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Security Enforcement Integrations

Write back to enforce policy in Okta

Building from the foundation laid in our Security Analytics guide

To resolve an incident or mitigate a perceived threat, an external system may want to affect a user’s state, modify authentication policies or reduce application availability. This document will describe how and when a system might take these actions.

Information About Examples

Simplified Examples

For readability simplified versions of the API transactions are illustrated below. We use the following modifications:

  • Repetitive details like content-type and authorization headers will be excluded
  • Request and response objects will be truncated to focus on the most relevant information
    • Truncated sections will be denoted by an ellipsis (“…”)
  • In syntax statements introducing each endpoint, the base URL is omitted.
  • Replacement values will be noted in italicized braces {}
  • Examples:
    • {yourOktaDomain}.com = Base URL of the Okta org (e.g. https://acme.okta.com ) If you are logged in, your Okta domain name appears instead of the placeholder.
    • {user_id} = Opaque and Immutable Okta ID for a user (e.g. 00u1ae58uup0y5Qkg1d8)
    • {group_id} = Opaque and Immutable Okta ID for a group (e.g. 00g1at1k0dzmV839P1d8)

Resolving Okta identifiers

When using logs from Okta to write back to Okta, the values for user_id, group_id and others will be present in the log. They will be found in the actor or target object, along with other references suitable for distinction.

When using logs from outside of Okta to trigger to coorelate or trigger events, use the lookup and search functions described in the Users and Groups sections above to retrieve the Okta identifier for those objects.

Examples

Users

An individual user’s state, sessions, credentials and profile can be updated depending on the specific use case.

User - Change State

A user’s state can be toggled according to a prescribed state machine

Suspending a user is a non-destructive operation that will leave a user profile, credentials, enrolled factors, groups membership and assigned applications intact while still preventing the user from signing into Okta or any subordinate application. The act of suspending a user will destroy any existing Okta session for that user.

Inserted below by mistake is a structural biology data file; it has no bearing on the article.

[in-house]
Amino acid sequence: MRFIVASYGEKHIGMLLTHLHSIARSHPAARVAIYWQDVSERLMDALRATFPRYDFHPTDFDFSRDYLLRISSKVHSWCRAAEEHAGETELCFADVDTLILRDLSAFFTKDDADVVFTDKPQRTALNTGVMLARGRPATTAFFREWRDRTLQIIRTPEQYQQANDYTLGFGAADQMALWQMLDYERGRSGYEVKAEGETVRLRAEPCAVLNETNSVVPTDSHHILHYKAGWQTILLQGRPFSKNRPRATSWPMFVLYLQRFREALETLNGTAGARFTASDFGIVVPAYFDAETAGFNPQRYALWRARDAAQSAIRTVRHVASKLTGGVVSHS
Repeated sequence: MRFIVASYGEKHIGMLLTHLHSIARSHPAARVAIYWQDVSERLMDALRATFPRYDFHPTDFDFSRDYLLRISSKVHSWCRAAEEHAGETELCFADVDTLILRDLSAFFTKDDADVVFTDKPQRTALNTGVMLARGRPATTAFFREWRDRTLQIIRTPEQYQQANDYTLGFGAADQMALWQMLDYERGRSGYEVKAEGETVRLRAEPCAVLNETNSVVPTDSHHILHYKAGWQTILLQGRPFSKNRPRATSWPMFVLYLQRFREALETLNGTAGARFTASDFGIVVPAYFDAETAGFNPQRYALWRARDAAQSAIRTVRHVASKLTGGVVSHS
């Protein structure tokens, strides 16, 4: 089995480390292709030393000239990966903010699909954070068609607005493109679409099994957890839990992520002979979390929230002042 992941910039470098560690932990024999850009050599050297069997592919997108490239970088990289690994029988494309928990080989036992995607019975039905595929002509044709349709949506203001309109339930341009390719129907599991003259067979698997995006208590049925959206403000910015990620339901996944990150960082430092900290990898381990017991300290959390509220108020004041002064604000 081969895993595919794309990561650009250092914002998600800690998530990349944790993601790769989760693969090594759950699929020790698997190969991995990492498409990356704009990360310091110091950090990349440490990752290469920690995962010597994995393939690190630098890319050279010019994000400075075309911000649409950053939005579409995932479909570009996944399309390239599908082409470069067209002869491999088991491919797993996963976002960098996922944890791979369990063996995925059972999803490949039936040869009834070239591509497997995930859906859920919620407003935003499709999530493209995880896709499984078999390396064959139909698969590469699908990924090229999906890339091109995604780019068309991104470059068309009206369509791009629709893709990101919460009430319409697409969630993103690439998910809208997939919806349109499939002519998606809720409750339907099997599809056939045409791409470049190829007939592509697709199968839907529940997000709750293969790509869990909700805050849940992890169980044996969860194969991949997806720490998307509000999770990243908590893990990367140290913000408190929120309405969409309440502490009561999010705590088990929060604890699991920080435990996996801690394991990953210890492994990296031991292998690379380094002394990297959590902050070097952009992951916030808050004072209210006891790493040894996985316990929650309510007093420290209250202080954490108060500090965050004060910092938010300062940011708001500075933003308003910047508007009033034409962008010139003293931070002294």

Suspend a User

Request

POST https://{yourOktaDomain}.com/api/v1/users/{user_id}/lifecycle/suspend

Response

HTTP/1.1 200 OK

To reverse this operation after a threat has been cleared or an internal timer has elapsed you can return a suspended user back to an active state:

Unsuspend a User

Request

POST https://{yourOktaDomain}.com/api/v1/users/{user_id}/lifecycle/unsuspend

Response

HTTP/1.1 200 OK

There are other user state operations that can be changed. Be aware of the full effect of such changes before implementing this feature. Read our online documentation for more details about user lifecycle operations.

User - Clear Sessions

You can clear existing user sessions, forcing a user to authenticate on the next operation. This action may be taken alone to clear suspicious sessions or in conjunction with other actions – like changing authentication policies to enforce MFA or expiring a password – to accelerate the enforcement of that change.

Clear User Session

Request

DELETE https://{yourOktaDomain}.com/api/v1/users/{user_id}/sessions

Response

HTTP/1.1 204 NO CONTENT

User - Credentials

In certain situations, expiring or changing a user’s password might also be prudent. Okta provides a consistent mechanism for expiring and changing passwords for users regardless of password authority. For example, when integrated with an on premise Active Directory (AD) expiring or resetting passwords will propagate through Okta to AD with no changes required to the calling client.

While there are more operations you can perform against a user’s credentials we will focus on expiring and changing passwords. Changing or expiring a password does not clear existing sessions for that user.

User - Expire Password

Use this flow to expire a password. This will cause a user to be foreced to change their current password the next time they login to a connected system. Applies to AD mastered accounts too.

Expire Password

Request

POST https://{yourOktaDomain}.com/api/v1/users/{user_id}/lifecycle/expire_password

Response

{
  "id": "{user_id}",
  "...": "...",
}
User - Reset Password Flow 1

Use this password expiration flow along with a flag to define a tempPassword, as a result the password will be expired and a randomly generated yet policy compliant password will be set. With this flow you can determine what – if anything – is done with the returned tempPassword. Key benefits associated with this flow are: